Waimakariri Wai/Water Journey

Waimakariri Wai/Water Journey – From the Alps to the Ocean

The Walk for the Waimakariri  from 19-September and the beach walk planned for 26 September have been postponed because of the earthquake. Many thanks to everyone who has helped with the planning and offered support so far. We'll advise a new date once the post earthquake situation is clearer.
Best wishes,
Eugenie Sage and Rosalie Snoyink

Our Water Our Vote – Too Precious to Lose !

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The Waimakariri Wai/Water journey celebrates one of Canterbury’s great braided rivers, the Waimakariri.   It is a call to action to protect the Waimakariri as a source of Christchurch’s drinking water, as habitat for indigenous plants and wildlife and a focus for recreation. The river is central to the Coast to Coast multi sport adventure race, for tramping, fishing, picnicking, boating, and closer to its mouth for yachting, water skiing and white-baiting.

To celebrate the importance of all Canterbury’s natural waters a diverse group of 10-12 committed individuals will journey the length of the Waimakariri River from its source to the sea in September.  Their spring time journey will start in the river’s headwaters, high in Arthur’s Pass National Park where snow melt from the mountains of the Southern Alps nourishes the river. Over the next seven –eight days they will mainly walk but also raft, kayak, cycle, and boat the river to near its mouth at Brooklands Lagoon.

Along the way they will be joined by rafters, kayakers, fishermen, jet boaters and other river users. They will visit several local schools, share stories with local residents and learn more of the many ways in which people appreciate and enjoy the Waimakariri.

Agribusiness is targeting the lands between the Waimakariri and the Rakaia rivers for a massive expansion in dairying. Fonterra wants a new milk processing plant at Darfield to process another 2.2 million litres of milk each day while Synlait and its proposed  51 % stake Chinese shareholder Bright Dairy Ltd want to double production at Synlait’s Dunsandel plant.

The Waimakariri Irrigation scheme already takes 11 cumecs for irrigation on the river’s north bank. Central Plains Water Ltd wants to take another 25 cumecs from the river for its massive canal and irrigation scheme. Appeals against this have been lodged with the Environment Court and may be heard later this year.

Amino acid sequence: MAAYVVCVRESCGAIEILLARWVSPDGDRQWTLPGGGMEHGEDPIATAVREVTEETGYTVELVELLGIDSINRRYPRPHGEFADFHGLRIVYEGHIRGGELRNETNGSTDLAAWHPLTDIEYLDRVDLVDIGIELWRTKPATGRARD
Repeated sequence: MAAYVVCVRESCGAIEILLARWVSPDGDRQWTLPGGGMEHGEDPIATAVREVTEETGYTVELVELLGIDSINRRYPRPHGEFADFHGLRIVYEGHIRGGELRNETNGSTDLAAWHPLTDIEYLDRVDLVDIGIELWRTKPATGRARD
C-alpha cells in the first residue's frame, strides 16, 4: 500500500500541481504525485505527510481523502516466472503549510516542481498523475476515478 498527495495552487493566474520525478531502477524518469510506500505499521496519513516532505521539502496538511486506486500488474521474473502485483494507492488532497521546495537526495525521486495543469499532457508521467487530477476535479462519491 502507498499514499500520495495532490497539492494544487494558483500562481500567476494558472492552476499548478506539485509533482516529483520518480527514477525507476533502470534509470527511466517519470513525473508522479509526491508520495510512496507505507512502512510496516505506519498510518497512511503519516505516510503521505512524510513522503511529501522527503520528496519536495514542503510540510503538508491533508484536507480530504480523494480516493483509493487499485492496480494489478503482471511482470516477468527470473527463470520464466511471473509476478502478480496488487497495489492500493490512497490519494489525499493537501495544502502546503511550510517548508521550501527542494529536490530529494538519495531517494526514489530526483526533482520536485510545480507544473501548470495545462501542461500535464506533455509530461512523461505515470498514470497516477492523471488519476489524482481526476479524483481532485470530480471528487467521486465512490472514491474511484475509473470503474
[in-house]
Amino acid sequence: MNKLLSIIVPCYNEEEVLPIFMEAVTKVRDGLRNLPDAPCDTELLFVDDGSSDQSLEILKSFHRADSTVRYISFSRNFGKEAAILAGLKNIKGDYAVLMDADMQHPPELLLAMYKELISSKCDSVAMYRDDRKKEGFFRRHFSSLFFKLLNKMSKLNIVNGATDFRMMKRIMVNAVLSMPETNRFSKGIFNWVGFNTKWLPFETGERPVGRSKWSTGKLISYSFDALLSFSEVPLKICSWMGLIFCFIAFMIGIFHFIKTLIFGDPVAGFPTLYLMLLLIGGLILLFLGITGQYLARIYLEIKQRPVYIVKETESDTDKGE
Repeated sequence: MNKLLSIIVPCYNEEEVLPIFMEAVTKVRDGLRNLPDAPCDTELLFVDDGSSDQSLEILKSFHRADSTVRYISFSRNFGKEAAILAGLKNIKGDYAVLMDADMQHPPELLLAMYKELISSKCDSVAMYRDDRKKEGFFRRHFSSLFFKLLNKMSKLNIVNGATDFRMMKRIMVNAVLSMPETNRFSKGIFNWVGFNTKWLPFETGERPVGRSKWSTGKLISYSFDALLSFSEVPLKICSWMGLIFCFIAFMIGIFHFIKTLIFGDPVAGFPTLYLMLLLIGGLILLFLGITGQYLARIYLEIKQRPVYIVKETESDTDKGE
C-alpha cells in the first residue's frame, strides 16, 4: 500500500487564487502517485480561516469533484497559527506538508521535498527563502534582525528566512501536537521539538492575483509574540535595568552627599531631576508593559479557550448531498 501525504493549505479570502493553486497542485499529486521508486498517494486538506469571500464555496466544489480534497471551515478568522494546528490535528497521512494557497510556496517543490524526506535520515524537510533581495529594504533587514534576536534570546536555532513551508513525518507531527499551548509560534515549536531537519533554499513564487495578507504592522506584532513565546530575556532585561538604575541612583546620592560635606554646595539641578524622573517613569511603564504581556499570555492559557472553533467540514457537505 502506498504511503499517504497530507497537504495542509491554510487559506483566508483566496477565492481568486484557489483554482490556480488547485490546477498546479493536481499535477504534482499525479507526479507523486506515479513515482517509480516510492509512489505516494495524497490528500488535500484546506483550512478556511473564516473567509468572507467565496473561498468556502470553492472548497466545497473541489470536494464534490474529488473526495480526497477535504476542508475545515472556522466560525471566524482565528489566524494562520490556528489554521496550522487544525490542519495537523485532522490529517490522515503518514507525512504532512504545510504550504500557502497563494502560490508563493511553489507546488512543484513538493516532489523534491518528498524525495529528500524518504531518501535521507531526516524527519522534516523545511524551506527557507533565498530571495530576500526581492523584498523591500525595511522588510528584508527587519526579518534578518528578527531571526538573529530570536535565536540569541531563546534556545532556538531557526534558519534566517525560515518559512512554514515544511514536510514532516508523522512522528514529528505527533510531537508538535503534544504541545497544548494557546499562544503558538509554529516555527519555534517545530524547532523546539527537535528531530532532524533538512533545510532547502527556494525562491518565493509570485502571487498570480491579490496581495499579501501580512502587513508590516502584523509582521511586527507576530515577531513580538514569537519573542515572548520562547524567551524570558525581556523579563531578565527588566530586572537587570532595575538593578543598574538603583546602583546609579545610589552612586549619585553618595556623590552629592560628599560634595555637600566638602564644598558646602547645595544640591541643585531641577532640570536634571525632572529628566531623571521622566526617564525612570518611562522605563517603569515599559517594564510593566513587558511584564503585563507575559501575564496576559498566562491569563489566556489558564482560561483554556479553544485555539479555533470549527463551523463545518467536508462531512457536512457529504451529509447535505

While focusing on the Waimakariri, the journey will highlight the need to cherish and respect all of Canterbury’s rivers, lakes, aquifers and lowland streams. Proposed think big irrigation schemes, more dairying and intensive land use across thousands of hectares and in areas never before contemplated such as the Mackenzie Basin risks serious depletion of our rivers, pushing nitrate levels in groundwater well above health standards for drinking water, and further pollution and harm to lowland streams.

If you care about the wellbeing of our waterways, who controls and uses our water, and Cantabrians being denied the right to vote in regional council elections until at least 2013 then please join us on the river journey or in the Christchurch section of the Waimakariri Wai/Water Walk from the sea to the city.

Please join  us for the public part of the walk on Sunday 26 September from Spencer Park to New Brighton Pier (more details to come).

The event is being organised by Our Water Our Vote - a group of Canterbury citizens committed to the restoration of regional democracy and the protection of the region’s rivers, lakes, aquifers, and streams.

A detailed timetable for this event will be published in the near future.

For more information please contact:

Rosalie Snoyink  - ph 03 3182632

Eugenie Sage  - ph 021 1553937 or 03 329 3177

Janette Kear  - ph 03 352 5782